Cops and Robbers (Aram Avakian, 1973). This jagged comedy of resignation hails from the era of U.S. cinema when depictions of New York City were so gritty that it seemed as if wringing the celluloid like a towel would cause gray sweat to pulse out of it. Written by novelist Donald E. Westlake (who, in an uncommon reversal, later turned the screenplay into a book), the film follows a pair of metropolitan police officers (Cliff Gorman and Joseph Bologna) who decided to use their knowledge of the crime-fighting biz — and the blue uniforms that afford them ready access to just about anywhere — to pull of their own heist, escapes to more hospitable climes dancing in their heads. The deep-dive into frustrated, combative characters is consistently engaging and the plot they hatch is clever with being so overly elaborate that it starts to strain credibility. John P. Ryan gives a nice supporting performance of genial menace as the local crime figure the uncertain officers go to with their plan. Director Aram Avakian gives the production a perfectly tempered seediness and shows an especially keen eye for detail. When the two protagonists float and plot in their above-ground pool, a lone swim flipper, discarded and forgotten, sits forlornly at the bottom of the watery depths. It’s a simple addition to the scene that conveys so much about the raggedy suburban lives they’re living.
Murder, He Says (George Marshall, 1945). A pollster (Fred MacMurray) heads into the rural wilds in search of a colleague who’d recently gone missing while out there on assignment. He runs afoul of a feisty clan intent on maintaining their privacy, in large part because one of their kinfolk is in jail for bank robbery, but the tens of thousands of dollars in loot was never recovered. Sure that a payday is coming their way, the last person they want on premises is a snoop asking a lot of questions. Though an original work for the screen (the story is by Jack Moffitt, and Lou Breslow is credited with the script), it plays like a cracking stage farce brought expertly into the more permanent medium. MacMurray is characteristically good as the befuddled gent stammering his way to safety among hair-trigger adversaries, and there’s surprisingly strong camera trickery — for the era — allowing Peter Whitney to play brutish twin brothers. The film is hardly profound, but it’s consistently fun.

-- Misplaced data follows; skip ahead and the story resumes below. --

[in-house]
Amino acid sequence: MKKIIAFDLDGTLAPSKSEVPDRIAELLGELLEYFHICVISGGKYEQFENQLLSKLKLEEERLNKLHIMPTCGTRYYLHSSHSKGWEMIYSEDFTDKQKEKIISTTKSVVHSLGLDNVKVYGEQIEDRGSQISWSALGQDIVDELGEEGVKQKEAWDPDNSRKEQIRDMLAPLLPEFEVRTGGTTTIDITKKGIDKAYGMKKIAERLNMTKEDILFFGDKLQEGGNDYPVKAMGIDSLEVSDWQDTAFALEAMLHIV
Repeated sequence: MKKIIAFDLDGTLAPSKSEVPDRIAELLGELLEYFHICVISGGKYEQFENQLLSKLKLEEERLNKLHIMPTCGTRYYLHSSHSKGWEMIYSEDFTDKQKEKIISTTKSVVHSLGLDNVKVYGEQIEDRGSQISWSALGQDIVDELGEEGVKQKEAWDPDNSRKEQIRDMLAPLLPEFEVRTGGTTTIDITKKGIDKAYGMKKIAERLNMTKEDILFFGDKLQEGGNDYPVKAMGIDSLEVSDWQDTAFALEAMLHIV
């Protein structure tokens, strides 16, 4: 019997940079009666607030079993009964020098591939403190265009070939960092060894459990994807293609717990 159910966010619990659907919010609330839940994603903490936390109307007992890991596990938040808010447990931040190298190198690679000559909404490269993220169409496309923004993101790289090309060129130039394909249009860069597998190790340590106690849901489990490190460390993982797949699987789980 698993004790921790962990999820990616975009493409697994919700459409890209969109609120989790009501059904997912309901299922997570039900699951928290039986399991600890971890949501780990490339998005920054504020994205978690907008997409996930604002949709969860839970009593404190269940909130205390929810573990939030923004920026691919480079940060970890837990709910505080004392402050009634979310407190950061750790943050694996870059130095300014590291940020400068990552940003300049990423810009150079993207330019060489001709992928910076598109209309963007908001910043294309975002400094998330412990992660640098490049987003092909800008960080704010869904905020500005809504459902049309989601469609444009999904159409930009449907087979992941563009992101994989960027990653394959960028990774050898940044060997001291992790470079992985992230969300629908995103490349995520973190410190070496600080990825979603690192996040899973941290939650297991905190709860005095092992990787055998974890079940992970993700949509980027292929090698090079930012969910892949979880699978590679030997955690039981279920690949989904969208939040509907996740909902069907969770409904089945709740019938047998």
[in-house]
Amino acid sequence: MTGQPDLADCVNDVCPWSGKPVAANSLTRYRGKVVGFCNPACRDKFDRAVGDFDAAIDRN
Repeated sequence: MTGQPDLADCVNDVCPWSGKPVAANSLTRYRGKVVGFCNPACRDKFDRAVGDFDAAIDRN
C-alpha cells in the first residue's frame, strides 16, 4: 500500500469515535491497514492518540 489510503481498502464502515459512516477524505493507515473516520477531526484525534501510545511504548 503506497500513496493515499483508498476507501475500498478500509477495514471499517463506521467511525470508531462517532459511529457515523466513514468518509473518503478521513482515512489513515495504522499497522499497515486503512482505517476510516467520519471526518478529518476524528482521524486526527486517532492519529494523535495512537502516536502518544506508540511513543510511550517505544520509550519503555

Tower (Keith Maitland, 2016). This documentary from director Keith Maitland has layers of ingenuity. It reconstructs the events of August 1, 1966, when a distraught and mentally disturbed Marine veteran climber to the top of the tower building at the heart of the University of Texas at Austin campus and started firing his rifle at the crowd below. Although he also employs archival news footage of the terrible event, Maitland largely depicts the deadly assault on unsuspecting citizens using rotoscopic animation. The simplicity makes the agony more profound, especially as Maitland uses that testimony of those who were there to come close to a real-time staging that gives a sense of how awful it must have been for the people on the ground, whether hiding fearfully as shots ring out or lying on the hot pavement, wounded and unable to get themselves to safety. The empathy present in the filmmaking makes the film nearly unbearable at times, which in turn makes it vital.